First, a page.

Others have focused on developing and validating patient-reported outcome measures (PROMs) in order to assess financial burden experienced by patients. de Souza and colleagues13 developed a comprehensive score for financial toxicity (COST)-PROM, which was applied to advanced cancer patients and demonstrated validity.13 A follow-up study showed that COST correlated with the Functional Assessment of Cancer Therapy- General (or FACT-G) questionnaire, which is a quality of life instrument that can be used with a variety of chronic conditions originally validated in the general cancer population.14 Huntington and colleagues15 utilized the COST tool to measure the financial toxicity of 100 patients with multiple myeloma. In that population, worse financial toxicity was correlated with lower patient-reported income, higher use of savings, borrowing of money, and treatment delays (P <.001). Veenstra and colleagues16 aimed to derive and validate a patient-reported measure of personal financial burden in stage III colorectal cancer (CRC) patients during treatment. A survey was created to query patients on the financial impact of CRC treatment. A composite measure of financial burden, with a range of 0 to 6, was developed—higher scores denote increased financial burden. The authors found the mean financial burden score among all respondents was 1.72. Eighty-five percent of patients who reported chemotherapy use had significantly higher financial burden scores than those who did not (mean burden score 1.88 vs 0.88, P <.001).
Although not specifically developed for the cancer patient population, The Personal Financial Well-Being Scale (PFWBS),17 a brief and cursory framework to evaluate the general population’s reactions to their financial situation, has also been utilized. In fact, items from the PFWBS were used in early stages of the COST development but not retained by cancer patients in final development stages. We hypothesize that the main reason for the difference in elements between the COST and the PFWBS instruments is that concerns elicited by the general population (such as “go out to eat or go to a movie”) were ranked lower by cancer patients relative to other items in the earlier development stages of the COST instrument. Finally, the European Organization for Research and Treatment of Cancer Quality of Life Questionnaire (EORTC QLQ-C30),18 another prominent quality of life instrument developed in 1993 with a focus on cancer patients, does include 1 item that qualitatively assesses financial impact of the disease (“Has your physical condition or medical treatment caused you financial difficulties?”).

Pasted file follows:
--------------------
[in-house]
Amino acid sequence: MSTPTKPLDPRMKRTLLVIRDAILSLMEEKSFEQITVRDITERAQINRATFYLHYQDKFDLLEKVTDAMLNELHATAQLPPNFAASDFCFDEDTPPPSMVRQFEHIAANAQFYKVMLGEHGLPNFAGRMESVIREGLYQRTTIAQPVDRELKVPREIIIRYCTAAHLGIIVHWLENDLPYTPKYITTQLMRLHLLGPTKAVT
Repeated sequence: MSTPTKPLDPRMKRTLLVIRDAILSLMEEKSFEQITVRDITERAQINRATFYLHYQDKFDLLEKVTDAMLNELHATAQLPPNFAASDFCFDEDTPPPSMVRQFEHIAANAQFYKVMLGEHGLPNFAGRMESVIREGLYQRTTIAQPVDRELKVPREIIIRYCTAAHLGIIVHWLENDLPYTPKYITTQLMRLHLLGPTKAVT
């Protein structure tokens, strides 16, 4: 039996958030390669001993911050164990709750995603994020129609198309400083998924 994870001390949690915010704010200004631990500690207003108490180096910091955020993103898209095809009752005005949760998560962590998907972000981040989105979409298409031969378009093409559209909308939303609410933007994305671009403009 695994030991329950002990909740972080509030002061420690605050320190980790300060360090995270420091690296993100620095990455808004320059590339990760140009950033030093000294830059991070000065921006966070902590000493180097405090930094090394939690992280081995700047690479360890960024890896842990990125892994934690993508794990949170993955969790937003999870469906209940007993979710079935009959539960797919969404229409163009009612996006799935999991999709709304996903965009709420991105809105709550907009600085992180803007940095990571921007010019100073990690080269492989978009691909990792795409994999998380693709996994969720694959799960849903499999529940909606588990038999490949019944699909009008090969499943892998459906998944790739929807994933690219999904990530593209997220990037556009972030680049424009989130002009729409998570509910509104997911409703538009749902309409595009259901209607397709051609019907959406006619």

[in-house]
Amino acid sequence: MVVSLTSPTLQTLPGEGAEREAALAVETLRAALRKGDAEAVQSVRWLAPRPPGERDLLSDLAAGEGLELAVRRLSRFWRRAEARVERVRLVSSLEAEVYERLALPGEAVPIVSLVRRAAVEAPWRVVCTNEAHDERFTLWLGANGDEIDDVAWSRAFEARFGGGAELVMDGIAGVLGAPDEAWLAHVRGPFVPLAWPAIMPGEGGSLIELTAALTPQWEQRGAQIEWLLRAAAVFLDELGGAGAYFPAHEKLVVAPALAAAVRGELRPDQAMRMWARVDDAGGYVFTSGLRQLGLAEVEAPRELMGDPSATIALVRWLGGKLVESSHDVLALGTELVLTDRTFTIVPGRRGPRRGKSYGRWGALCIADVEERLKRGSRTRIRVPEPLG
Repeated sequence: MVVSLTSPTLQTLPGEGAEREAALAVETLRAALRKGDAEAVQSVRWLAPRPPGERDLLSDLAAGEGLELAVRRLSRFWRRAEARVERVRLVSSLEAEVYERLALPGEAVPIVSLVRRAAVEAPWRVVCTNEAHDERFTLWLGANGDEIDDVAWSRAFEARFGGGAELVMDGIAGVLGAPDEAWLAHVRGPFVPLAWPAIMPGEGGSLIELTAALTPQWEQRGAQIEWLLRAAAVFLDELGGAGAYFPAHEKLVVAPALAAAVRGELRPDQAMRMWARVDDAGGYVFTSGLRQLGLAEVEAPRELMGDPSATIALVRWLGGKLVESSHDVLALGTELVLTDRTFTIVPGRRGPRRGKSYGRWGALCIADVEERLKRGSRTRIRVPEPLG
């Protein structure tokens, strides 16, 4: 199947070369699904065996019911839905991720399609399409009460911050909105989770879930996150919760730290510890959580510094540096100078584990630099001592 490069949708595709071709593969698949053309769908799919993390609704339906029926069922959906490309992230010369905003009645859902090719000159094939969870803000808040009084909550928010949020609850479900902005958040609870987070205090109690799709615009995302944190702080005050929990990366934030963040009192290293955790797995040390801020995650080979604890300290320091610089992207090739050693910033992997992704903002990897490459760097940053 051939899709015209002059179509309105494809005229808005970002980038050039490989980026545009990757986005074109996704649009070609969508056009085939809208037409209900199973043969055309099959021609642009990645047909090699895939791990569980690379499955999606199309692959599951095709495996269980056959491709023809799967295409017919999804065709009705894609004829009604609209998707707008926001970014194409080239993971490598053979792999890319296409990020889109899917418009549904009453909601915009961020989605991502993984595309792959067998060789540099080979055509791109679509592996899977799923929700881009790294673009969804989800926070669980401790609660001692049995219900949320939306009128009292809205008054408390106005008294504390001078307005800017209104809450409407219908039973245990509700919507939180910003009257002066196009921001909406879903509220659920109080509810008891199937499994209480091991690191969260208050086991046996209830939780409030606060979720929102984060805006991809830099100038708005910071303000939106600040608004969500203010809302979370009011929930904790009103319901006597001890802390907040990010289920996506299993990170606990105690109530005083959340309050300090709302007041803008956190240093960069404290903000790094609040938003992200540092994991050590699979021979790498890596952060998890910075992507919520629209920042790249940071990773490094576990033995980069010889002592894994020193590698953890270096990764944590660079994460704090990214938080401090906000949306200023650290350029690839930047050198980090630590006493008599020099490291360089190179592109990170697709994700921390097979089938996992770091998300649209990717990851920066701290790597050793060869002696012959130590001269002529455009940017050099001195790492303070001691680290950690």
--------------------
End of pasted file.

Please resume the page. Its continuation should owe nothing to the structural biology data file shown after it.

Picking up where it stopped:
In this article, we have listed different methods that have been utilized to measure the financial burden in cancer patients—from single questions to elaborated PROMs—and included very objective measures, such as the percentage of healthcare costs related to a household income. We strongly believe standardization of these measures will allow further comparisons among different groups and facilitate clinical utilization. Eventually, selection of the instrument should be based on evidence, which can be gathered from the instrument’s developmental data, the instrument’s association with meaningful health outcomes, and its ease of use in clinical practice.
Knowing that cancer care costs are rapidly increasing and may yield negative financial consequences, evidencebased and validated tools can assist physicians to screen patients for financial toxicity. Once identified, physician referrals to financial assistance, switching to a less expensive medication, decreasing the number of tests, and decreasing the number of doctor visits can possibly prevent the impact of financial distress. Finally, similar to any other side effect, it is imperative that healthcare providers clearly inform patients about the possibility of financial toxicity when receiving cancer treatment and be more cognizant of cost-effective cancer treatment when making clinical decisions. EBO